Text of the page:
103. L. Li, W. Yang, M. Z. Alam Bhuiyan, and G. Wang, “Unsupervised learning of indoor localization based on received signal strength,” Wireless Communications and Mobile Computing, vol. 16, no. 15, pp. 2225–2237, 2016. View at: Publisher Site | Google Scholar
  104. S. Jung, B. Moon, and D. Han, “Unsupervised learning for crowdsourced indoor localization in wireless networks,” IEEE Transactions on Mobile Computing, vol. 15, no. 11, pp. 2892–2906, 2016. View at: Publisher Site | Google Scholar
  105. T. Ma, F. Wang, J. Cheng, Y. Yu, and X. Chen, “A hybrid spectral clustering and deep neural network ensemble algorithm for intrusion detection in sensor networks,” Sensors, vol. 16, no. 10, 2016. View at: Publisher Site | Google Scholar
  106. L. Tan and M. Wu, “Data reduction in wireless sensor networks: a hierarchical LMS prediction approach,” IEEE Sensors Journal, vol. 16, no. 6, pp. 1708–1715, 2016. View at: Publisher Site | Google Scholar
  107. X. Wang, L. Gao, S. Mao, and S. Pandey, “DeepFi: deep learning for indoor fingerprinting using channel state information,” in 2015 IEEE Wireless Communications and Networking Conference (WCNC), pp. 1666–1671, New Orleans, LA, USA, 2015. View at: Publisher Site | Google Scholar
  108. H. Yuan, X. Zhao, and L. Yu, “A distributed Bayesian algorithm for data fault detection in wireless sensor networks,” in 2015 International Conference on Information Networking (ICOIN), pp. 63–68, Cambodia, 2015. View at: Publisher Site | Google Scholar
  109. C. Li, X. Xie, Y. Huang, H. Wang, and C. Niu, “Distributed data mining based on deep neural network for wireless sensor network,” International Journal of Distributed Sensor Networks, vol. 11, no. 7, Article ID 157453, 2015. View at: Publisher Site | Google Scholar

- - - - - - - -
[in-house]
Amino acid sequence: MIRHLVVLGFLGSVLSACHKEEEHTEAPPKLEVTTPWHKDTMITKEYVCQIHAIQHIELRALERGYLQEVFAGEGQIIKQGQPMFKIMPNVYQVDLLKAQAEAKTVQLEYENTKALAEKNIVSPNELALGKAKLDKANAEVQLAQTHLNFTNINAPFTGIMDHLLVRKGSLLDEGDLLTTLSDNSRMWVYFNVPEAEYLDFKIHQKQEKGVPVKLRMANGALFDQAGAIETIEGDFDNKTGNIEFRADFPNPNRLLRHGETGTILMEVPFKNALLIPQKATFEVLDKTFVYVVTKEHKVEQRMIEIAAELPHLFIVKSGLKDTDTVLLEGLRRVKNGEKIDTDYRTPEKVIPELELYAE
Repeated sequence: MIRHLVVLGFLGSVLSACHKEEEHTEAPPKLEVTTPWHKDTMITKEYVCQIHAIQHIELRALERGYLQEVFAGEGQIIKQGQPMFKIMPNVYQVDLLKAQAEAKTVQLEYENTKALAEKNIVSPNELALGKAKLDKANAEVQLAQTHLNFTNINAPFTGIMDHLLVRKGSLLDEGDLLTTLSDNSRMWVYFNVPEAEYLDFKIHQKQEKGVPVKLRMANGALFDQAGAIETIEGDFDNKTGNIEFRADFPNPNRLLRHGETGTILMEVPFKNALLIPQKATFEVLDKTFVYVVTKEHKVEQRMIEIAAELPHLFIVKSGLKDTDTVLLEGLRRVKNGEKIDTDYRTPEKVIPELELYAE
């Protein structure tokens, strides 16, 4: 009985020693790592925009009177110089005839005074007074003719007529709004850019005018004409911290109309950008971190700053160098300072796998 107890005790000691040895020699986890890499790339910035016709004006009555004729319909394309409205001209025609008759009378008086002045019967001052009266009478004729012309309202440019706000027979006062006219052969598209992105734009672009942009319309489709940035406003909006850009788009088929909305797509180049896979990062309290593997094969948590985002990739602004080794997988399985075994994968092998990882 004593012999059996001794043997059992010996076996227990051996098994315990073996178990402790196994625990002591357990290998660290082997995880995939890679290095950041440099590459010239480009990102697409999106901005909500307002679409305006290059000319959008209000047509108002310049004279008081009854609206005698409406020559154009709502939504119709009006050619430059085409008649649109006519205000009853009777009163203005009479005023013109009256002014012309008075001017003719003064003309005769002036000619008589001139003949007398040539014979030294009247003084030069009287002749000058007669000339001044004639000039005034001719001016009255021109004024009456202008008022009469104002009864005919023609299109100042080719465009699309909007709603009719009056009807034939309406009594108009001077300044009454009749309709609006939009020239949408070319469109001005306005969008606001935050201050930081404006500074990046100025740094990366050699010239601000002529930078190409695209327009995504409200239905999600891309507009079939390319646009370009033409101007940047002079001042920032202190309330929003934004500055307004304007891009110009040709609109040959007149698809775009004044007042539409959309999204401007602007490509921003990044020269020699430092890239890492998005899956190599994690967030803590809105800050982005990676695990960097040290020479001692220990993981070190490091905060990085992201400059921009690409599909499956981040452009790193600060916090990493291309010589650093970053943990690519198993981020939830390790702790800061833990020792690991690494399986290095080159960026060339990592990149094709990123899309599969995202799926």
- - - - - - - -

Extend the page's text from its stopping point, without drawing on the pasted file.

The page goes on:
110. X. Luo and X. Chang, “A novel data fusion scheme using grey model and extreme learning machine in wireless sensor networks,” International Journal of Control, Automation and Systems, vol. 13, no. 3, pp. 539–546, 2015. View at: Publisher Site | Google Scholar
  111. R. C. Hsu, C. Liu, and H. Wang, “A reinforcement learning-based ToD provisioning dynamic power management for sustainable operation of energy harvesting wireless sensor node,” IEEE Transactions on Emerging Topics in Computing, vol. 2, no. 2, pp. 181–191, 2014. View at: Publisher Site | Google Scholar
  112. M. M. Mowla, I. Ahmad, D. Habibi, and Q. V. Phung, “An energy efficient resource management and planning system for 5G networks,” in 2017 14th IEEE Annual Consumer Communications & Networking Conference (CCNC), pp. 216–224, Las Vegas, NV, USA, 2017. View at: Publisher Site | Google Scholar
  113. K. A. H. Ismaiil, B. Assaf, M. Ghantous, and M. Nahas, “Reducing power consumption of cellular networks by using various cell types and cell zooming,” in The Third International Conference on e-Technologies and Networks for Development (ICeND2014), pp. 33–38, Beirut, Lebanon, 2014. View at: Publisher Site | Google Scholar
  114. B. Shang, L. Zhao, K. Chen, and X. Chu, “Energy efficient D2D-assisted offloading with wireless power transfer,” in GLOBECOM 2017 - 2017 IEEE Global Communications Conference, pp. 1–6, Singapore, 2017. View at: Publisher Site | Google Scholar
  115. W. Xing, C. Wang, P. Wang, and F. Liu, “Energy efficiency in multi-source network-coded device-to-device cooperative communications,” in 2016 IEEE International Conference on Ubiquitous Wireless Broadband (ICUWB), pp. 1–4, Nanjing, China, 2016. View at: Publisher Site | Google Scholar